Tom Brady got some not-so-terrific news Thursday as the U.S. Patent and Trademark Office denied his application to trademark “Tom Terrific.”
In its refusal to register the trademark, the USPTO noted in a letter to Brady’s representatives (via NBC Sports Boston) the potential for confusion because the nickname “points uniquely and unmistakably” to former MLB star and Hall of Famer Tom Seaver.
Per the USPTO ruling: “Registration is refused because the applied-for mark consists of or includes matter which may falsely suggest a connection with Tom Seaver. … Although Tom Seaver is not connected to the goods provided by the applicant under the applied-for mark, Tom Seaver is so well-known that consumers would presume a connection.”
Tom Brady’s trademark applications for TOM TERRIFIC have been refused by the USPTO because of a “false connection” with Tom Seaver.
Brady should have withdrawn the applications after the initial public reaction to the filings.
— Josh Gerben (@JoshGerben) August 23, 2019
The Patriots quarterback caused a stir, especially among Mets fans, earlier this year when he applied for the trademark. Seaver rose to fame in the late 1960s to mid-1970s as the ace of the Mets staff, earning the nickname “Tom Terrific” in the process.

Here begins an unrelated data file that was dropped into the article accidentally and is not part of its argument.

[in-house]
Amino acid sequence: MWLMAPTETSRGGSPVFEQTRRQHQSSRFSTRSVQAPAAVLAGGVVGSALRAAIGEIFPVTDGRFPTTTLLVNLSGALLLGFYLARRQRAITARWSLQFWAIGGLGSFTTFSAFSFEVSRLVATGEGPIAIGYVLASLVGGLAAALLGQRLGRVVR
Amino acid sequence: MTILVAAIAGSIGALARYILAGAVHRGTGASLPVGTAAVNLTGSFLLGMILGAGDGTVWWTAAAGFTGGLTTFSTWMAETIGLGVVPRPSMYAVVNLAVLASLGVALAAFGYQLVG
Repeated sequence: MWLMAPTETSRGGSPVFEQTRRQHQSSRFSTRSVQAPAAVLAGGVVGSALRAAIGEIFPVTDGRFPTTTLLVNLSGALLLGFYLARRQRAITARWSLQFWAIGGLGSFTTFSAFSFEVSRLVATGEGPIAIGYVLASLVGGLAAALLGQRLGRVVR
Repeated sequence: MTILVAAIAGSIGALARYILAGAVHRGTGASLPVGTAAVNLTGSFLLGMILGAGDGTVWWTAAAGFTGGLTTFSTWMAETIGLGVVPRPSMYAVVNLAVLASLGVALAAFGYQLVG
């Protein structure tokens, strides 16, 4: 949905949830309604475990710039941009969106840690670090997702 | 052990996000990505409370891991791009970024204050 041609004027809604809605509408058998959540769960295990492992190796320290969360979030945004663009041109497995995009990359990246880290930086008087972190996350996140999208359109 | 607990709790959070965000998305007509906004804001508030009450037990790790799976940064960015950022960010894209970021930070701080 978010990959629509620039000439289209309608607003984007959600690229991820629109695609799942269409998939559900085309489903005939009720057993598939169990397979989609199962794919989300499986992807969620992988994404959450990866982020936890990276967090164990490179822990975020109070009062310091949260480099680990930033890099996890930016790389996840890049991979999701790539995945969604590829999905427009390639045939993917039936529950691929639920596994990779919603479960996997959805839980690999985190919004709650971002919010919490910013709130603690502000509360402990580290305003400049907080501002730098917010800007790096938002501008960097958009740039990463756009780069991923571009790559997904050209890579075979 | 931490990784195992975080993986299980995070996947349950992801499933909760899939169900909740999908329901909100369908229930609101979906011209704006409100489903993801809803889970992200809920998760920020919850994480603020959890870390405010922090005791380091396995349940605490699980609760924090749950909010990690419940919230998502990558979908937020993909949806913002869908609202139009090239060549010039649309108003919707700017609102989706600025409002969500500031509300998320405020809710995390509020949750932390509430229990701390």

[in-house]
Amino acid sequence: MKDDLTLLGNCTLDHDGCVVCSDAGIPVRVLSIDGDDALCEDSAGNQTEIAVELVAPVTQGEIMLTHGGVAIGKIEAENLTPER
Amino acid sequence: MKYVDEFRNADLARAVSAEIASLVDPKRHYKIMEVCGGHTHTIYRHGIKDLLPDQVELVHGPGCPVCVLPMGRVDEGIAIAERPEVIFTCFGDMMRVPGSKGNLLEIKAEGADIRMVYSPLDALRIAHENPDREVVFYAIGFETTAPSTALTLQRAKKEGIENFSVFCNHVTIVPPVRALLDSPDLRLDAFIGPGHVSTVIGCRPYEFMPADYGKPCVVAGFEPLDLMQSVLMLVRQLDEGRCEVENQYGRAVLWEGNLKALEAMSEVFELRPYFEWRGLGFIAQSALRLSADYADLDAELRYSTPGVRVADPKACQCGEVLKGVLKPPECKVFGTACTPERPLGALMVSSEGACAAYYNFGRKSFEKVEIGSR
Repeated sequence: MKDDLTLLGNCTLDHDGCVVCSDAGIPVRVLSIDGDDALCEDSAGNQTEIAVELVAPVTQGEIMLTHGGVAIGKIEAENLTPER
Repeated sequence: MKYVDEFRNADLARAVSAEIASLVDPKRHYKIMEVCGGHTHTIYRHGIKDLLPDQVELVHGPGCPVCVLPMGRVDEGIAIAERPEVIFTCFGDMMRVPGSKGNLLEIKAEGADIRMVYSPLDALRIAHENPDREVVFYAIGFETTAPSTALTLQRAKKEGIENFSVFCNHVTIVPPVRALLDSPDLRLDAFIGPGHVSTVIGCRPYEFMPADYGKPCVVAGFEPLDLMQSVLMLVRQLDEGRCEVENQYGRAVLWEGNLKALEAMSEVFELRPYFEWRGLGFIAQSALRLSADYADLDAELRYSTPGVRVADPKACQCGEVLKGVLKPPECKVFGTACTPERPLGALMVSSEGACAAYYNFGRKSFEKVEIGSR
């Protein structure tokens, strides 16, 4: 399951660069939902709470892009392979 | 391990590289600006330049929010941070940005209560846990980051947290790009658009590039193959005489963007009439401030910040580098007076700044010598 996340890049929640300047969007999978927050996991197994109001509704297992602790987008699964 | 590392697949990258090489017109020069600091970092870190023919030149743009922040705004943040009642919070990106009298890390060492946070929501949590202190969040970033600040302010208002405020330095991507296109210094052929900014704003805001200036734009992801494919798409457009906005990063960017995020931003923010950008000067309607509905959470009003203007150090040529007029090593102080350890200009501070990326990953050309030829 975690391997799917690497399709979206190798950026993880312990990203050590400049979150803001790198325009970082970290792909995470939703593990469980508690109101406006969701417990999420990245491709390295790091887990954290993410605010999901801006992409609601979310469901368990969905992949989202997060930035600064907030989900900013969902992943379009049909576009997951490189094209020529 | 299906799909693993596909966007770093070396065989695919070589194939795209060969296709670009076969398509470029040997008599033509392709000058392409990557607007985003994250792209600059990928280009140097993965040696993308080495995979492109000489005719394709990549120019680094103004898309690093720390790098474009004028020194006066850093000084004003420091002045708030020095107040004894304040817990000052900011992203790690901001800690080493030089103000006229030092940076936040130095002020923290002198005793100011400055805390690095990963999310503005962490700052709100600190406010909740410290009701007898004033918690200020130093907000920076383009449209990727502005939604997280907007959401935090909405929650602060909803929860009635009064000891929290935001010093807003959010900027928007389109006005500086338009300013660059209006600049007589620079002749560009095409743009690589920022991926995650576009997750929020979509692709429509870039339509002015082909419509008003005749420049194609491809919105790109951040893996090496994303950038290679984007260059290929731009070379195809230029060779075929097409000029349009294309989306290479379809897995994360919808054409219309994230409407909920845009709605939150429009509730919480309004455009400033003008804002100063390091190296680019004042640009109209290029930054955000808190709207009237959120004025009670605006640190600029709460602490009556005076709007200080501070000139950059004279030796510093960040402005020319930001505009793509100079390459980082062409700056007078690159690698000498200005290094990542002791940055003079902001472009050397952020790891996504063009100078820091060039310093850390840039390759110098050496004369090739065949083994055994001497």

Brady said at the time of his application that his goal was to ensure that people did not refer to him with the nickname.
“It’s unfortunate,” Brady told reporters in June (via USAToday.com). “I was actually trying to do something because I didn’t like the nickname and I wanted to make sure no one used it, because some people wanted to use it.
“I wanted to keep people from using it, then it got spun around to something different than what it was. Good lesson learned … trying to do things a little different in the future.”
Brady has up to six months to respond to the trademark rejection, but given his apparent regret earlier this summer, it appears unlikely he’ll pursue it.
If there is no response in the six months, then the request for the trademark will be abandoned and considered “dead” by the USPTO.